A variety of elongate streamlined landforms also occur in the troughs. These range from long, low amplitude, straight ridges, to arcuate ridges separated by depressions (e.g. Dawson-Lambton and Albert troughs; Fig. 3a, c); dimensions are 1–3 km in length, 5–10 m in height and 200–500 m in width with elongation ratios of up to 10 : 1. The subdued morphology of the ridges and rare sub-bottom reflections in TOPAS profiles indicate that they consist of unlithified sediments. We interpret these trough-parallel landforms as subglacial lineations formed by fast glacier flow over a deformable bed (see King et al., 2009; Ó Cofaigh et al., 2005). Shorter streamlined landforms consist of rounded to blunt-nosed hills with a tapered (seaward) end up to 70 m high and 1.8 km long (elongation ratios < 5 : 1), usually in the inner and middle parts of the troughs (Figs. 2d, 3c). Sub-bottom profiles do not show penetration through acoustic basement, indicating that these features are likely formed in bedrock. These landforms are interpreted as subglacially moulded rôche moutonnée, whaleback forms and small crag and tails (see Livingstone et al., 2015; Nitsche et al., 2013). In Albert Trough, glacial lineations extend throughout the trough and curve northwards, where the trough widens into the Weddell Sea Embayment (Figs. 4c, 7d), suggesting that past ice flow was deflected northwards where the Albert Glacier joined the pFIS in Filchner Trough.
3.4 Grounding-zone wedges and topographic highs
Relatively wide (2–40 km), subdued, asymmetric ridges and topographic highs occur offshore of the Caird and Albert troughs (Fig. 7) and inshore within the Dawson-Lambton and Albert troughs (Fig. 4b, c). These features are up to 100 m high and have the steep seaward-facing slopes and gentler landward slopes typical of GZWs (Dowdeswell and Fugelli, 2012; Graham et al., 2009). These typically form at the grounding line of a retreating ice mass when it pauses for periods of several decades up to a few thousand years (Alley et al., 1989; Dowdeswell and Fugelli, 2012). The widest GZWs or recessional moraines are found > 20 km north-west of Caird Trough, marking a series of at least five grounding line positions (Fig. 7a). There are similar GZWs, marking at least three grounding line positions north of Albert Trough (Figs. 4c, 7d), the northernmost two of which (Figs. 7d, 1 and 2) are oriented transverse to past ice flow in Filchner Trough (Fig. 7d, red arrow).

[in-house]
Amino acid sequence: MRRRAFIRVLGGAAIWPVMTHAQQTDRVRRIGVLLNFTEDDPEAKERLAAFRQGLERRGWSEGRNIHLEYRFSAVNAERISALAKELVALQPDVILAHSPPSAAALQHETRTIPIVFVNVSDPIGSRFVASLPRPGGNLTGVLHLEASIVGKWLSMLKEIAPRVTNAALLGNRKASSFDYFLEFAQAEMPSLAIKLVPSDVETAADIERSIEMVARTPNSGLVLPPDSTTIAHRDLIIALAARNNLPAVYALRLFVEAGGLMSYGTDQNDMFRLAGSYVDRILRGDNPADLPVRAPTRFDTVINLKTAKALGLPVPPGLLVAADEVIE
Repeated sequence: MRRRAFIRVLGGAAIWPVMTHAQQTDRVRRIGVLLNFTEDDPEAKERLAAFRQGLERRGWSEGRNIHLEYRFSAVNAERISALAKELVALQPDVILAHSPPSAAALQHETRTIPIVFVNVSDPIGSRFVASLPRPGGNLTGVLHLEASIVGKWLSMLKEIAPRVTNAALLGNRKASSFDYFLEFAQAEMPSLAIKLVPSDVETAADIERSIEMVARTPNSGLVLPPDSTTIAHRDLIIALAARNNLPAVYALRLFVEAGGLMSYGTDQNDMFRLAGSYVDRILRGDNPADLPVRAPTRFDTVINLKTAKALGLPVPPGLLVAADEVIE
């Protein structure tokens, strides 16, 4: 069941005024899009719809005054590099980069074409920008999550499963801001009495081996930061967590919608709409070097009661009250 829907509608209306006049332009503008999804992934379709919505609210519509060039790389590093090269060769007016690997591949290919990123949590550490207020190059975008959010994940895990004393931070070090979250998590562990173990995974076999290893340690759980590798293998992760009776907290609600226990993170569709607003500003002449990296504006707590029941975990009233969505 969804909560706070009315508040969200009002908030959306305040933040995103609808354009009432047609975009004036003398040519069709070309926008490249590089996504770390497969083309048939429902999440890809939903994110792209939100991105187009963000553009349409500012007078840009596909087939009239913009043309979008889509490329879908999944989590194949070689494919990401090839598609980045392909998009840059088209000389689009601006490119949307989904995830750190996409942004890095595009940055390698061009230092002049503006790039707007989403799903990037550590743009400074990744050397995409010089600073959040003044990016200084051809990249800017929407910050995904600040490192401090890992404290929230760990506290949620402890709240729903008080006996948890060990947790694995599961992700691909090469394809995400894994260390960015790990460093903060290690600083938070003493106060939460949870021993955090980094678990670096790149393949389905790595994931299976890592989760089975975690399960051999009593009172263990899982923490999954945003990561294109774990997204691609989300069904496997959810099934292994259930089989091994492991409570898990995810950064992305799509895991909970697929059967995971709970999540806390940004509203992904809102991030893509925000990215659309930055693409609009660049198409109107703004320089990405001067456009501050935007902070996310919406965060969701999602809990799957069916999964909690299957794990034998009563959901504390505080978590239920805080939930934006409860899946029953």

The GZW within the Dawson-Lambton Trough was studied in detail. Its gently dipping upstream side (∼ 1∘) and much steeper downstream side (7–9∘) (Fig. 4b) indicate that it was deposited by a seaward-thinning glacier, and the presence of lineations and notable absence of plough marks suggest that ice was fast flowing and probably already near to floatation (see Batchelor and Dowdeswell, 2015). An along-strike seismic profile shows multiple architectural units. These include dipping reflections in a bank at the western side of the wedge consistent with development through lateral progradation. Along-trough progradation can be inferred from the top sets and discrete units in the internal architecture of the GZW (Fig. 8a). The base of a sediment core recovered from the crest of the GZW (GC630, Fig. 9a) consists of a sandy mud containing large clasts, calcareous marine micro-fossils. Its low water content and high shear strength are consistent with glaciomarine sediments. This is overlain by a thin layer of structureless diamicton, interpreted as a subglacial till formed by grounded ice. The upper unit of the core consists of gravelly sands and sandy muds. A second core on the seaward side of the GZW (GC626, Fig. 9b) is characterised by a sequence of sandy mud and normally graded gravel to muddy sand, interpreted as debris flows, likely generated from glaciomarine sediments reworked by ice grounded on the crest of GZW.